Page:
In recent months, College of DuPage administrators and faculty have stressed that the controversies surrounding the school have not affected its academics.
Now, its accreditation is under review because of the turmoil.
The college received a letter May 5 from the Higher Learning Commission, which is the school's accreditation agency, stating that College of DuPage had been placed under review.
"Commission policy on Special Monitoring ... allows the Commission President to approve the scheduling of special monitoring for an institution when it is undergoing 'serious legal, financial, or ethical investigations,'" Commission President Barbara Gellman-Danley stated.
She cited several items and media reports in the letter to school President Robert Breuder, who has been placed on paid leave. Included are "federal civil and criminal investigations related to institutional finances, ethics violations and changes to assigned credit hours for courses offered through the Suburban Law Enforcement Academy."
Commission officials will visit with the college's trustees and president – likely interim Joe Collins – and determine whether it is in compliance with several Criteria for Accreditation and Core Components, such as if the school's "educational responsibilities take primacy over other purposes, such as generating financial returns for investors." The commission will also look at the Board of Trustees' independence, ethics and policy adherence and cohesion.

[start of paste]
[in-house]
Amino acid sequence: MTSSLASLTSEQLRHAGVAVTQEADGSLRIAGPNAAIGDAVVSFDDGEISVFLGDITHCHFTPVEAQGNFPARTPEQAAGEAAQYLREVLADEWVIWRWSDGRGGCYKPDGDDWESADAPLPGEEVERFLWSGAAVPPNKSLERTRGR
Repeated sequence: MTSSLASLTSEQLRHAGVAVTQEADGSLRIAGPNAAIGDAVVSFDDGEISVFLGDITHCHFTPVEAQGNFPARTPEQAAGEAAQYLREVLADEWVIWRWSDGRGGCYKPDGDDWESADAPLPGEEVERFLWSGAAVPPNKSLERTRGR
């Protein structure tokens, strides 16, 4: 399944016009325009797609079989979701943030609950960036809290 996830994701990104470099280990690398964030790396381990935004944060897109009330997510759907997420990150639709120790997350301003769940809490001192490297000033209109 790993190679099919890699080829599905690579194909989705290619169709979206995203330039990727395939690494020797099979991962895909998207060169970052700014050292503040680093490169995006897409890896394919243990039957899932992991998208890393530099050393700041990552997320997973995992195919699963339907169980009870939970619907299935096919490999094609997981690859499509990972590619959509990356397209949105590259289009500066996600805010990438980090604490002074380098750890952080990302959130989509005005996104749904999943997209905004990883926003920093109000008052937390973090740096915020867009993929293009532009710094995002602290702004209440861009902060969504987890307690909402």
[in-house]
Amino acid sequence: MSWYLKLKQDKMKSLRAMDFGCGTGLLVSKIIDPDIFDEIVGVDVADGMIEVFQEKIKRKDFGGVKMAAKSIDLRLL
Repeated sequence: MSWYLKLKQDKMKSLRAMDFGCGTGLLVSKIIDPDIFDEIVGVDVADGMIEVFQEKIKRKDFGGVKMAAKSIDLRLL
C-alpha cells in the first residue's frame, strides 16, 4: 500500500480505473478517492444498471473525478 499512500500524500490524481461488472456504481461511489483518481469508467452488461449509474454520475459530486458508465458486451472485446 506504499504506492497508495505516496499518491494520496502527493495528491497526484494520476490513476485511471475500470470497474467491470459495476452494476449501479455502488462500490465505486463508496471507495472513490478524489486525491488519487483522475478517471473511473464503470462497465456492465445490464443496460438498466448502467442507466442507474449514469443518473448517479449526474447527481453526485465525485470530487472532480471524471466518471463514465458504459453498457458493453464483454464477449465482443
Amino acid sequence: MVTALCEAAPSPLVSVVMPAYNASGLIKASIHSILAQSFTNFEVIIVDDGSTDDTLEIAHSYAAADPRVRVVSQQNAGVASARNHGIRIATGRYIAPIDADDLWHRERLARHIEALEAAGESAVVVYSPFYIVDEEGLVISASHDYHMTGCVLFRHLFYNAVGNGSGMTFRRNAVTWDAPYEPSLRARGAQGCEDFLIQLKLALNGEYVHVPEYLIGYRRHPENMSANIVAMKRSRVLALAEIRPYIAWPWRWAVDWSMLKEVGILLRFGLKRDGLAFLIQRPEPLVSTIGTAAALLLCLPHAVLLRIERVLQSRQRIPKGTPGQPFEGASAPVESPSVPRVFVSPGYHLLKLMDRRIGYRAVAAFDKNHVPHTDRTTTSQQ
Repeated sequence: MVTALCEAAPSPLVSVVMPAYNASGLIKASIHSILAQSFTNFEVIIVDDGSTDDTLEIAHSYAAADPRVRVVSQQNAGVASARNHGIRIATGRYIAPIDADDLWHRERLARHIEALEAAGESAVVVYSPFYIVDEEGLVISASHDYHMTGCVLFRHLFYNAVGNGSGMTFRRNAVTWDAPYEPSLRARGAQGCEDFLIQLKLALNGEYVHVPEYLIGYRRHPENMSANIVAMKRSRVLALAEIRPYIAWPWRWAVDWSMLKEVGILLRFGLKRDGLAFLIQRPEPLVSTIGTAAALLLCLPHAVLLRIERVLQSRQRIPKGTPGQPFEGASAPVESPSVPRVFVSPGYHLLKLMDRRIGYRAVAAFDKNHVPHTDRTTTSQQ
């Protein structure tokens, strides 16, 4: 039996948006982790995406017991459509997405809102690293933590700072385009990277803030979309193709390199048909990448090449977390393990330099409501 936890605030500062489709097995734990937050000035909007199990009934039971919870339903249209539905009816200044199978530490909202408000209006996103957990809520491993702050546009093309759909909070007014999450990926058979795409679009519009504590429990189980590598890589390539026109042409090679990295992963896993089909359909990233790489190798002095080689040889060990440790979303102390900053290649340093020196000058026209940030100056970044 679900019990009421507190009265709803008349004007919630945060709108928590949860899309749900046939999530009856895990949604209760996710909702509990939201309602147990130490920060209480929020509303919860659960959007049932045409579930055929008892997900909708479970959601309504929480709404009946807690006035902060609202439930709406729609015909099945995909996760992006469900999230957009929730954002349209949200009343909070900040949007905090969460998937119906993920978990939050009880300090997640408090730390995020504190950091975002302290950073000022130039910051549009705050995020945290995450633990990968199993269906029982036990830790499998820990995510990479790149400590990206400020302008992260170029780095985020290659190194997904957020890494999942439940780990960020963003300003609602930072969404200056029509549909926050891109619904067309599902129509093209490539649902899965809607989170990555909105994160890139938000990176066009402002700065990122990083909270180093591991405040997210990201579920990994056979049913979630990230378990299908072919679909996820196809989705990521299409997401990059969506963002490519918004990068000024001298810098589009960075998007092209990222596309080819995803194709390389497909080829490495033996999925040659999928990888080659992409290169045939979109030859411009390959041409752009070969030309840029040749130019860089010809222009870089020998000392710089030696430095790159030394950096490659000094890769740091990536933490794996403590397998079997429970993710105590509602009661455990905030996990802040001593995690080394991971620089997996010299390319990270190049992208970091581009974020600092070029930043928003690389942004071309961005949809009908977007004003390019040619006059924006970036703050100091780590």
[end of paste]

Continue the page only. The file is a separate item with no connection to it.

The review is scheduled for June 29 to 30, according to a news release from the college.
"While I am confident that the College fully meets the HLC criteria for accreditation, I understand the need for the HLC to conduct an advisory visit," Collins said in a statement. "We will cooperate completely with the visiting team to ensure they have an accurate view of who we are and what we do."
Faculty Association President Glenn Hansen said in a statement the association was concerned about the visit, but confident in the school's core mission of teaching and learning.
Board Chairwoman Kathy Hamilton said during a special meeting May 14 the board was "equal of any task that the advisory commission will put in front of us."
"With transparency, intelligence and energy, we will address any of their concerns successfully and we will work with them to solve any issues that they might have," she said.
Areas of compliance the commission will evaluate
• "The institution's educational responsibilities take primacy over other purposes, such as generating financial returns for investors, contributing to a related or parent organization, or supporting external interest"
• "The institution operates with integrity in its financial, academic, personnel, and auxiliary functions, it establishes and follows policies and processes for fair and ethical behaviors on the part of its governing board, administration, faculty, and staff"
• "The governing board preserves its independence from undue influence that would not be in the best interest of the institution"
• "The institution's degree programs are appropriate to higher education"
• "The institution demonstrates responsibility for the quality of its educational programs"
• "The governing board is knowledgeable about the institution; it provides oversight of the institution's financial and academic policies and practices and meets its legal and fiduciary responsibilities."
Source: Higher Learning Commission